Pathophysiology/Mechanism of Injury: The knee is struck while in hyperextension, forcing tibia anterior(forward)on the femur, as seen in figure 5. The ACL can also be injured with same mechanism of injury with combined with medial rotation of the lower extremity(LE). This creates instability and a direct disconnect the nervous system to the musculoskeletal system because of the “lack of control” within the knee joint.
One great test to assess a client’s movement pattern, is the squat. The squat is a classic fundamental primal movement that someone typically performs almost on a daily basis. With this test, you can observe how the client’s ankle, knee, hip and back moves compared to normal movement patterns. This is seen in the figure below.
Another simple assessment is an in place lunge, which examines one’s control through the entire kinematic chain. The lunge is another fundamental primal movement. The lunge is a dynamic movement that is typically performed during daily activities (stooping down to pick something up) or as part of an athletic movement.
This test examines ankle control, knee control and pelvic movement in the sagittal plane. Lastly, a diagonal traveling forward lunge looks at the ability of the client to control ankle, knee, hip, and pelvic movement in both the sagittal and frontal planes. This is not only a functional movement, but very effective for sport specific clients.
Training strategies and programming for knee injuries
With any injury, the most important thing to remember is the type of injury, healing time and prior level of function of the client.
a. Patellofemoral syndrome
Recommendations for training: Continued stretching of tight hip flexors, ITB, and hamstrings is fundamental. Client should be taught initially static core strengthening exercises, and then progressed to dynamic core strengthening as appropriate. Client would also benefit from education on shoes with respect to type that are most effective for them, and to cross train utilizing, such as hiking, yoga, pilates, and swimming. Lastly, to alter running surfaces(if client runs) and educating the client about changing their shoes every 500 miles or 6 months for maximum stability and control.
b. Osteoarthritis of knee (O.A.)
Recommendations for training: Aqua therapy has been shown in the research to significantly reduce pain, improved physical function, strength, and quality of life (Hinman, Rana S., et al 2007), stretching ITB, hip flexors, quadriceps and hamstrings, strengthening weaker hip abductors(glute medias/minimus). Strengthening specifically hip abductors in various studies when compared to general strengthening resulted in s significant reduction in knee pain, objective change in functional outcome tests, physical function and daily activities (Bennell,K.L., et al. 2010 & Hernández-Molina, G et al. 2008). Core strengthening shoulder also is an integral part of the training program.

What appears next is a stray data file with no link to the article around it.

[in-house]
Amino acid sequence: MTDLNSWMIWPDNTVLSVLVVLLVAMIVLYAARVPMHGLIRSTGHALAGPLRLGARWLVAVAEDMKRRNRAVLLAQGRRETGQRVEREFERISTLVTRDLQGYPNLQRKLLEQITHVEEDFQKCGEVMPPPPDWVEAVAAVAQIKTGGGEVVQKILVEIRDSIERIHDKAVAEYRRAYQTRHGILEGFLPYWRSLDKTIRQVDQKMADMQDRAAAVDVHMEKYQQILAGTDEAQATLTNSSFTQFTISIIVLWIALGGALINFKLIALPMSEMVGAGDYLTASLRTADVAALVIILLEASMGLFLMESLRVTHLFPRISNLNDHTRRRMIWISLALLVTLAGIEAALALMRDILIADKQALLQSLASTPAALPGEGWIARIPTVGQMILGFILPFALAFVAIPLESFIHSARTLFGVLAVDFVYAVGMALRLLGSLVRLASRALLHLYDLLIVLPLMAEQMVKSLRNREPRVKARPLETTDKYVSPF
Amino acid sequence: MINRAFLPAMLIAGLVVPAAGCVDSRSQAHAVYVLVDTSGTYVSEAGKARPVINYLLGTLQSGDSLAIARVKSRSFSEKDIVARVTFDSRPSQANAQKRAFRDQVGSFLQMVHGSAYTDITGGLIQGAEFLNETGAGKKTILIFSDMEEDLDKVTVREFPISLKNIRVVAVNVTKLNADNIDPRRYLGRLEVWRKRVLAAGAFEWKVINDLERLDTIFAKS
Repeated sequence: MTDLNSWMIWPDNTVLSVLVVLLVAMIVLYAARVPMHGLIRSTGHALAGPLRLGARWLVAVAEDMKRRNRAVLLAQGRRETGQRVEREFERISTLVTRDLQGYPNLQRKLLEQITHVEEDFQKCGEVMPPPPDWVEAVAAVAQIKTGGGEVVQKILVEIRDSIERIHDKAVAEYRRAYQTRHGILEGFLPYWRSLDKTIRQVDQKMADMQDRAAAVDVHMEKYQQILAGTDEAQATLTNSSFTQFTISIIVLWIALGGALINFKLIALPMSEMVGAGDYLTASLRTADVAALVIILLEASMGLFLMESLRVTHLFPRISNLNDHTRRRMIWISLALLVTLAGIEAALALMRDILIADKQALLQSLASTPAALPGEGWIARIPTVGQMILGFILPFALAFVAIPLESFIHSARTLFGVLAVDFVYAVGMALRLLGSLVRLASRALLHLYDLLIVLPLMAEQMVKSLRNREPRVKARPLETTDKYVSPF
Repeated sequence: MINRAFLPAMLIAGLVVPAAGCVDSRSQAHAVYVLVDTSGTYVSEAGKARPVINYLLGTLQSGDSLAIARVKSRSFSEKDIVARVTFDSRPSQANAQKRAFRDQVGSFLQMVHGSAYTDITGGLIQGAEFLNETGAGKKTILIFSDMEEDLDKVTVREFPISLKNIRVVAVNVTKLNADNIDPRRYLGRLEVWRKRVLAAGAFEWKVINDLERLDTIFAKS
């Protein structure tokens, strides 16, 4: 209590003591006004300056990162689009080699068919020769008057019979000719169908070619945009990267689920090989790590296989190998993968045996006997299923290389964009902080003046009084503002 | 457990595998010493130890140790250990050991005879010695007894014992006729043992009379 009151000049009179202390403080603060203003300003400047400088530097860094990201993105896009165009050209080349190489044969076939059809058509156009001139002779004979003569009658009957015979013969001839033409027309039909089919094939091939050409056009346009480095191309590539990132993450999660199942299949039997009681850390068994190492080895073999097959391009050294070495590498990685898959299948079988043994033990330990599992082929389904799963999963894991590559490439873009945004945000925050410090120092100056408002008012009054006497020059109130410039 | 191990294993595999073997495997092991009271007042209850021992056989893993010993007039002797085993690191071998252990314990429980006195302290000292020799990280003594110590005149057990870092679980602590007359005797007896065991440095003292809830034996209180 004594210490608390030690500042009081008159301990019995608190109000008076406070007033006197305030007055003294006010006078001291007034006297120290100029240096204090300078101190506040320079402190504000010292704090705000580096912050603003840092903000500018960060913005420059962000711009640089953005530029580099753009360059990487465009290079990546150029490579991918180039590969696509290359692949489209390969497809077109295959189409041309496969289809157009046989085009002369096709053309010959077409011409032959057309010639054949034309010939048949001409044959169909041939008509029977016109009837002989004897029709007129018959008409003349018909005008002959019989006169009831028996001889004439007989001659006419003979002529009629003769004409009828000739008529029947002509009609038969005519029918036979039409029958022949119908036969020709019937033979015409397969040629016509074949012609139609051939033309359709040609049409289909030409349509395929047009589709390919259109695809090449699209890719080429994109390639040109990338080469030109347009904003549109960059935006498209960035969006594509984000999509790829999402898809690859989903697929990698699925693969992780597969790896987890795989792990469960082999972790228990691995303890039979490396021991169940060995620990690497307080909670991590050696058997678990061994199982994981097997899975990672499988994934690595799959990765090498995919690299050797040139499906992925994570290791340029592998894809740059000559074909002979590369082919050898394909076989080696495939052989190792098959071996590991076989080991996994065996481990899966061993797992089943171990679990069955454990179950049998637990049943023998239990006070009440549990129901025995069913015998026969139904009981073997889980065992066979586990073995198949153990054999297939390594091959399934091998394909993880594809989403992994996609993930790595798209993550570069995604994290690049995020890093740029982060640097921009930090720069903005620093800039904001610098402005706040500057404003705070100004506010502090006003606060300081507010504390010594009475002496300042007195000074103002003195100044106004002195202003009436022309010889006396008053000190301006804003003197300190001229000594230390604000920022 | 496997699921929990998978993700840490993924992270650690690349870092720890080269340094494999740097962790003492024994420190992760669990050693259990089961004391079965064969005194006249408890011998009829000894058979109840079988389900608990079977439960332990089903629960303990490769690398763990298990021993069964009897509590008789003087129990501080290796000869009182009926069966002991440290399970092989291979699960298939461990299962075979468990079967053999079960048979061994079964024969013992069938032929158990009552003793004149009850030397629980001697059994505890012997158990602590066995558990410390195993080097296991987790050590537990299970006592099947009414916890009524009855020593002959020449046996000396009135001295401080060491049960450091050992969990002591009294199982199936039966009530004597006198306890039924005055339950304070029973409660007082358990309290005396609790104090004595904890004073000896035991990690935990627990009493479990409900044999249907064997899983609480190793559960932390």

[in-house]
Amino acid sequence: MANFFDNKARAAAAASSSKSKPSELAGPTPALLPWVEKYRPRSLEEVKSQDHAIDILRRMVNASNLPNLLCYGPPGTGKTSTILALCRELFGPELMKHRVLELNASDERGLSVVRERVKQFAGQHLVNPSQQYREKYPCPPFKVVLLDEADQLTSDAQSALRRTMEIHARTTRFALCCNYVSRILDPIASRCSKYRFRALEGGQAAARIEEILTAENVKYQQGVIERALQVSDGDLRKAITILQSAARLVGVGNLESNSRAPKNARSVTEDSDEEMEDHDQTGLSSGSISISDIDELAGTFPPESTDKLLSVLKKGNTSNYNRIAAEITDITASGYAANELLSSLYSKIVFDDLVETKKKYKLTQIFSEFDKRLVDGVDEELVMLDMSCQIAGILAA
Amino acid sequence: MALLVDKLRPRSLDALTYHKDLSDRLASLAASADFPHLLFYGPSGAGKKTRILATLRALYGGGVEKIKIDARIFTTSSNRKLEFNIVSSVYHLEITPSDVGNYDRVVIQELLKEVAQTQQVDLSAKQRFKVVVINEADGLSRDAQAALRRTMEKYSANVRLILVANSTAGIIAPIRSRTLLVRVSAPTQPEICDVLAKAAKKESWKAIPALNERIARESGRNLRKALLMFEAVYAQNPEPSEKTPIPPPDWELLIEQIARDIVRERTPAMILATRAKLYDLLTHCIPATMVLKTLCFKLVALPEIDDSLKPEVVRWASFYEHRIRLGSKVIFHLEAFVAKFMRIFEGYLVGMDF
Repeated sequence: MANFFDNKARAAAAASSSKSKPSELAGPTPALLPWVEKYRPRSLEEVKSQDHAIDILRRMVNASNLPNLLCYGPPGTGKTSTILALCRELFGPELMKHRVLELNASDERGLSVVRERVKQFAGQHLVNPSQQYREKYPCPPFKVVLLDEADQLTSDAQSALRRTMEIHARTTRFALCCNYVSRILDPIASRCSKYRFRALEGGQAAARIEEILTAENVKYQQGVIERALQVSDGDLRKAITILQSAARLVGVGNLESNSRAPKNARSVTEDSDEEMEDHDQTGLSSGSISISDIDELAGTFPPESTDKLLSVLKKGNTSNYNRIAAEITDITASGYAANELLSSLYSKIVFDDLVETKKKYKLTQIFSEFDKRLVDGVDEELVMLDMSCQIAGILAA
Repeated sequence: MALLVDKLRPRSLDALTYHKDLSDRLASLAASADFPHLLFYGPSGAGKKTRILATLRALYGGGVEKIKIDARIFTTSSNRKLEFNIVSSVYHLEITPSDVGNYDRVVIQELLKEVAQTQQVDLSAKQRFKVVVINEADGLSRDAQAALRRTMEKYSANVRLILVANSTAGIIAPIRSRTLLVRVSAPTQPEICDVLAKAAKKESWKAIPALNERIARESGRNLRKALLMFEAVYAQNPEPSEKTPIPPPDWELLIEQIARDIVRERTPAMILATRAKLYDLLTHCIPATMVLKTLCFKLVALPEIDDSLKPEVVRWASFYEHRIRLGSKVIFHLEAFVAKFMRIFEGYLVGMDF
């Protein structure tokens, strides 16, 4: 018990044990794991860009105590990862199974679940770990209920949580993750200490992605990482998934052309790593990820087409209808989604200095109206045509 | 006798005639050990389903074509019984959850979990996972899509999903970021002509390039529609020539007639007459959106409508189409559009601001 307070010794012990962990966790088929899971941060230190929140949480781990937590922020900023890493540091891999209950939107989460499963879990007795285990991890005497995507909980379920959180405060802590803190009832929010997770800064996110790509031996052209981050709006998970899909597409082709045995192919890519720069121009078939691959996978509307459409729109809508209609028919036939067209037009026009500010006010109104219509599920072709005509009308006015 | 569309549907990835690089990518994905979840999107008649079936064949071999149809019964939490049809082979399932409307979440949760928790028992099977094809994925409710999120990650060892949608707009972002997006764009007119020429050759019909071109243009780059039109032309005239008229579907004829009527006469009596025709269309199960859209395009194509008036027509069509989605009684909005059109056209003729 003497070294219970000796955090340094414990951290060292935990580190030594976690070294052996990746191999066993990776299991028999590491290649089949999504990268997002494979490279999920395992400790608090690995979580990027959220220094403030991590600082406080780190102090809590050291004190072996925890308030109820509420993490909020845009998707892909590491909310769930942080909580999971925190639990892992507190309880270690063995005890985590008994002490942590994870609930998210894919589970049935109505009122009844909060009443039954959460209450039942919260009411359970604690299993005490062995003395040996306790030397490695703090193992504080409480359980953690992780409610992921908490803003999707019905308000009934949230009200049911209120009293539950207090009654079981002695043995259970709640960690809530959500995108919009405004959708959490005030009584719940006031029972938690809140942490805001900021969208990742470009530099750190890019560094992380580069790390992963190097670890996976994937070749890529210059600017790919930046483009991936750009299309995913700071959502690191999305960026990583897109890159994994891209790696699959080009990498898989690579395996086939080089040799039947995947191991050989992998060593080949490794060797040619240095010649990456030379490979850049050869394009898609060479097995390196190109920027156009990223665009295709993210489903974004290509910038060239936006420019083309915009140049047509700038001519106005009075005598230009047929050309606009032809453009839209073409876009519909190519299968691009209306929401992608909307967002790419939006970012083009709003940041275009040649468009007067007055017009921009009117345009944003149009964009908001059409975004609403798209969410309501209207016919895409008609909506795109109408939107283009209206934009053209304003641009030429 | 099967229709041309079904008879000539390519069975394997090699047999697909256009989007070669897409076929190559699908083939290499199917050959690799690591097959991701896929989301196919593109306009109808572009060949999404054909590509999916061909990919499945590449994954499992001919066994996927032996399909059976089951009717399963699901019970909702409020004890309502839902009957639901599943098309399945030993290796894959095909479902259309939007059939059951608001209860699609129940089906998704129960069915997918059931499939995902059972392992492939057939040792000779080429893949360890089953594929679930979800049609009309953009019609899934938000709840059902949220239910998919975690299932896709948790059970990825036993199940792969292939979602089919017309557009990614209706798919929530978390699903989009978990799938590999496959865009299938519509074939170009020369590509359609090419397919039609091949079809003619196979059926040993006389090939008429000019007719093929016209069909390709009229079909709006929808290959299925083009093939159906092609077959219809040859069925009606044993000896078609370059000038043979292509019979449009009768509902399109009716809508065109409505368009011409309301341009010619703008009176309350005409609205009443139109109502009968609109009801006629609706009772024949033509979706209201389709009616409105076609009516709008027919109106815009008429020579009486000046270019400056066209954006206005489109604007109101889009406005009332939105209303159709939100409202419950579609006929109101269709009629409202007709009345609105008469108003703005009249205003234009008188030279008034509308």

c. ACL injury(Anterior cruciate ligament injury)
Recommendations for training: should focus on hamstring strengthening. Strengthening the hamstrings biomechancally transfers the load from the front of the knee to the back, thereby decreasing the stress to the ACL. Neuromuscular training as seen in figure 9, is very effective. It challenges the connection between the nervous and musculoskeletal system requiring the client to stabilize the entire kinematic chain. Research has shown neuromuscular training reduces ACL injuries (HUBSCHER, M. 2010 & Griffin LY, et al., 2006). Core strengthening should be multidirectional in nature as seen in figure 10.
In the picture on the left, left trunk rotation involves the internal/external obliques, atissimus withdorsi, and right glute medius and minimus muscles to stabilize, as the left glute medius and minimus to stabilize. With the yellow cord applied from the back, this engages the abs primarily to stabilize (from the front) accompanied by the obliques to stabilize, which the low back extensor muscles contract to prevent being pulled backwards. It is important to include dynamic training focusing on hamstrings, glute medius, maximus. Closed chain strengthening (CKC) exercises, such as diagonal forward and diagonal reverse lunges are not only functional, but replicate many common sports as soccer, football and basketball accordingly.
Contrainidications/Precautions: Avoid leg extension exercises completely this causes an anterior translation(shearing) of the tibia on the femur/stressing the graft. Therefore, the exercise is contraindicated. *Biomechanically, shearing stress on the ACL is greatest from 30 degrees of knee flexion to full extension.
Recommendations for training: American Academy of Orthopedic Surgeons (AAOS) Guidelines Post Therapy:
• Continuation of closed kinetic chain exercises(ie. reverse lunges, diagonal lunges,
forward lunge with medicine ball trunk rotation)
• 3 ½ months light jogging begins
• 4 months running begins
• 4 months introduction of plyometrics
• Surgical reconstruction typically sidelines athlete for 6-9 months and once cleared by physician can return to sport activities.
The knee is a dynamic joint that is comprised of a multitude of ligaments, tendons,
connective tissue, muscles that synergistically initiate and correct movement, and
stabilize when an unstable environment. Understanding the anatomy, biomechanics
and weak links of the knee, common injuries and evidenced based training strategies, should provide you with the insight to better understand and work with clients with these kind of injuries more confidently.
Written by Chris Gellert, PT, MMusc & Sportsphysio, MPT, CSCS, AMS.
Chris is the CEO of Pinnacle Training & Consulting Systems (PTCS). A continuing education company, that provides educational material in the forms of home study courses, live seminars, DVDs, webinars, articles and min books teaching in-depth, the foundation science, functional assessments and practical application behind Human Movement, that is evidenced based. Chris is both a dynamic physical therapist with 14 years experience, and a personal trainer with 17 years experience, with advanced training, has created over 10 courses, is an experienced international fitness presenter, writes for various websites and international publications, consults and teaches seminars on human movement. For more information, please visit www.pinnacle-tcs.com.